Home Personal Psychology Sleeping/Dreaming Dreamer Beware: The Insightful Dreams of Sarah, Dan and Katherine

Dreamer Beware: The Insightful Dreams of Sarah, Dan and Katherine

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Types of Regression

A second major point that Kris (and other Ego psychologists) have made concerns the term “regression.” In keeping with Freud’s conception of regression, the ego psychologists tend to consider this process to involve one or more of three features: (1) focus on earlier experiences in one’s life (regression to childhood), (2) returning to more primitive processes such as fantasy, ritual and personification of nonhuman objects (such as envisioning animals as humans or envisioning trees and rocks with soul), (3) engaging in behaviors that are “childish” or playful, and (4) judging what is “real” based on internal wishes and feelings rather external verification.

We find this regression being artfully portrayed in Disney movies—such as when a cricket is singing about getting one’s dreams fulfilled by wishing on a star. We also find it displayed in the plays, movies and T.V. series that find protagonists displaying death-defying acts of heroism and care–resulting always in a happy ending. Be it a James Bond movie, one of the Star Wars or Star Trek features, or the latest superhero flick, the regression is in full force and many of us lap up the projected images while nourishing ourselves with a bag of popcorn (as we did as children going to the movies).

Are we not also engaging in these forms of regression when dreaming? Can this regression serve an important ego-based function, while serving also (like the superhero movies) as escape and entertainment? I offered dreams in my second essay (Bergquist, 2023b) that seem to provide both escape and some teaching. At other times, the dreams seem to be regressive in a manner that does not provide escape but does provide insights. The dreams offered by Sarah, Dan and Katherine certainly can’t be considered a source of joy and escape for them—they are “serious” and perhaps intended to alert and teach the dreamer (more like one of the documentaries we watch that concern our collapsing environment or violence in our streets).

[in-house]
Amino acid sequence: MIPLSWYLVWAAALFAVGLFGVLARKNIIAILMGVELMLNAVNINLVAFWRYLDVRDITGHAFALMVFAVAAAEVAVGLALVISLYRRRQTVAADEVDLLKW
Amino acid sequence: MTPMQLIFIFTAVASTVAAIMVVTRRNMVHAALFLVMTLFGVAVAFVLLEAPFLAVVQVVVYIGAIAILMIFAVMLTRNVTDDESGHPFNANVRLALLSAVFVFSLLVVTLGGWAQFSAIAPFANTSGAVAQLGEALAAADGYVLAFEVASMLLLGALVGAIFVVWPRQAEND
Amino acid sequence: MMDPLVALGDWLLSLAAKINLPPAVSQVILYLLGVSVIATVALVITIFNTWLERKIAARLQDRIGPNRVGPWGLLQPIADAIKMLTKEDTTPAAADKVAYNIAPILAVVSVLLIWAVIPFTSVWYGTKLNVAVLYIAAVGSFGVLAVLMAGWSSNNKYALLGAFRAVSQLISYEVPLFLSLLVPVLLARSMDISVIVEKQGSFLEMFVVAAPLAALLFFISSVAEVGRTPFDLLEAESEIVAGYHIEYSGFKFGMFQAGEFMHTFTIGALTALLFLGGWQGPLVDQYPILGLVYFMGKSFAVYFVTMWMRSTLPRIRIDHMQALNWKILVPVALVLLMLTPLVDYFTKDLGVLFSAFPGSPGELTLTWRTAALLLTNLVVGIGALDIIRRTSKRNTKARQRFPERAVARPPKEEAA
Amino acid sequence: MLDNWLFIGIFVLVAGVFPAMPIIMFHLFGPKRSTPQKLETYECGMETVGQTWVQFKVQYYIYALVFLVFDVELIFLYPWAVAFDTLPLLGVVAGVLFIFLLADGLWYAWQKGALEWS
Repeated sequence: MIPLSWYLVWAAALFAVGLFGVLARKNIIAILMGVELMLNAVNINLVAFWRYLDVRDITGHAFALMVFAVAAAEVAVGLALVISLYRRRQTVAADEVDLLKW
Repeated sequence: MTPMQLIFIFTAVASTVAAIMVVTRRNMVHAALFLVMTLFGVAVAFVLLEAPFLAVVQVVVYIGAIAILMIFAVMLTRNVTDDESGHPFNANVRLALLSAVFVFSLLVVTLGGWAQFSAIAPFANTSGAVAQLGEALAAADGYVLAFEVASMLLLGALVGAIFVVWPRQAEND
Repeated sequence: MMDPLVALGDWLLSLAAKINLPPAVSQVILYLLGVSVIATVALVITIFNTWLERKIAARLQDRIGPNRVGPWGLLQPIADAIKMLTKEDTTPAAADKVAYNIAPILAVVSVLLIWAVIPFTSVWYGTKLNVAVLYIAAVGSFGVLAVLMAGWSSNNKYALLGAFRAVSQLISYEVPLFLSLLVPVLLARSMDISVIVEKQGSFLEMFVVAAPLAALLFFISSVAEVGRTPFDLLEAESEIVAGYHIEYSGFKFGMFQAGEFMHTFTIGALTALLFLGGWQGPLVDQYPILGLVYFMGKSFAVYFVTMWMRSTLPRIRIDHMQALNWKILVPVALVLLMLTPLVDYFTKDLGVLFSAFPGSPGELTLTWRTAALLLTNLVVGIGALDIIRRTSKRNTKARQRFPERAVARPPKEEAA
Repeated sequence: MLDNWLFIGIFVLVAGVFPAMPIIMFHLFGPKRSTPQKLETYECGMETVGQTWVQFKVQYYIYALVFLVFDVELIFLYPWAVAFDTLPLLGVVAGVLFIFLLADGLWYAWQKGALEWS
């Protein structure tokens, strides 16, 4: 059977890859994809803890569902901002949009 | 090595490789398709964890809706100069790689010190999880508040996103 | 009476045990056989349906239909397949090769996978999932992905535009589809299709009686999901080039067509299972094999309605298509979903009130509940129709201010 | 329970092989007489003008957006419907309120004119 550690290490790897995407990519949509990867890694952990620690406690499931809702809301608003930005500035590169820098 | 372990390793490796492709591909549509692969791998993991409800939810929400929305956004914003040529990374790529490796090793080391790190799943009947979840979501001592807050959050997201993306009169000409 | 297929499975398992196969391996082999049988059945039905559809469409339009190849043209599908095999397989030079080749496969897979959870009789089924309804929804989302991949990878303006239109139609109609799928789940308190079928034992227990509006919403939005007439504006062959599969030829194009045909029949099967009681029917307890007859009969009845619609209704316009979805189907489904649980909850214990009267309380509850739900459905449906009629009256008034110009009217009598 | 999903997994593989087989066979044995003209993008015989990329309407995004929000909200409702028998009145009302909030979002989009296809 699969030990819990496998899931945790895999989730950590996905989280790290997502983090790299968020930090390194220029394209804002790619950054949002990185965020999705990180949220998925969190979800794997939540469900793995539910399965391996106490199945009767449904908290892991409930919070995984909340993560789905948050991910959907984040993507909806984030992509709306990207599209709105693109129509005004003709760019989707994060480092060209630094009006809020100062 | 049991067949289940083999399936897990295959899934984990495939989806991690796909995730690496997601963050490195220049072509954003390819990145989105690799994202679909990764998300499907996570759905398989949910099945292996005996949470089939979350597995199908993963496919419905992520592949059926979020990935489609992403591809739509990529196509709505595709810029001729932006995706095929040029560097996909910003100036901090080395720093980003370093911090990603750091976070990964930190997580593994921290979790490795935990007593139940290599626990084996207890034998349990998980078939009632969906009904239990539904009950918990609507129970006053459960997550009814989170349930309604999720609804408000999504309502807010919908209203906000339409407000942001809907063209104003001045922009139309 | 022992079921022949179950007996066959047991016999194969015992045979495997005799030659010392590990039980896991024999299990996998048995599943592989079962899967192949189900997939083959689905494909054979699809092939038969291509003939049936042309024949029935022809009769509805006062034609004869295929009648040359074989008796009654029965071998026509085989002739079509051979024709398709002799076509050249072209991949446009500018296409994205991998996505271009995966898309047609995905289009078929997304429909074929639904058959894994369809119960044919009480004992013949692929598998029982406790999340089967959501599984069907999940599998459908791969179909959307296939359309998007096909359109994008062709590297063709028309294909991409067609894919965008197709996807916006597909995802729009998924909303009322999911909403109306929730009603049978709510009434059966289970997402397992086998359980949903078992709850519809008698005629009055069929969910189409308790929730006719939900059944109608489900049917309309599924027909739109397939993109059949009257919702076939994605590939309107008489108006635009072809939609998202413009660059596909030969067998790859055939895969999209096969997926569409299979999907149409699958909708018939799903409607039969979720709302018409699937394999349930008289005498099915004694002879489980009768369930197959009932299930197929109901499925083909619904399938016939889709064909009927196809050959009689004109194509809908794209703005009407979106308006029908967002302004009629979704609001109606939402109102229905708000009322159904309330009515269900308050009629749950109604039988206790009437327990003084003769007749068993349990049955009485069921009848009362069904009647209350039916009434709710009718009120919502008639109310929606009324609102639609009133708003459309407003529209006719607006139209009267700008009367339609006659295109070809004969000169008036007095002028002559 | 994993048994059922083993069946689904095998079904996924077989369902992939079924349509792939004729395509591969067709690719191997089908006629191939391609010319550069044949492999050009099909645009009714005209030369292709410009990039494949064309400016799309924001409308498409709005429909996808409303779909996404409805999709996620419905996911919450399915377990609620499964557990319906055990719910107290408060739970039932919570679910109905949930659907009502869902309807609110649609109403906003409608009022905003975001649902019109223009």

We can consider the kind of regression found in our three dreams. In all three cases, the regression was primarily of the second type (primitive process). Actions were portrayed in all three dreams that were not based in reality (though the dropped mobile did become reality). All three dreams concerned present day challenges rather than issues from childhood (though all three dreams might ultimately relate back to childhood feelings of vulnerability and powerlessness). None of the protagonists took action in the three dreams I have presented.

Sarah could have offered some “primitive” action such as whacking her male colleague over the head. Dan might have done the same with his wife. There was no superhero to fly in and save Katherine’s mobile from hitting the ground. Most importantly, these three dreams were not wish-fulfilling. Reality wasn’t being distorted on behalf of some primitive wish on the part of Sarah, Dan or Katherine—unless we consider the damage done to be somehow what our three dreamers wanted bestowed on them (thus serving a punitive Super-Ego function).

Temporary and Ego-Controlled

A third important point made by Ernst Kris and his fellow Ego psychologists is that the regression is controlled by the Ego and is of temporary duration. While the Id and Super-ego can push for regression that lasts for a long time and is not controllable – as in the case of psychotic episodes—the Ego best serves its adaptive function by keeping the regression brief and purpose-driven.

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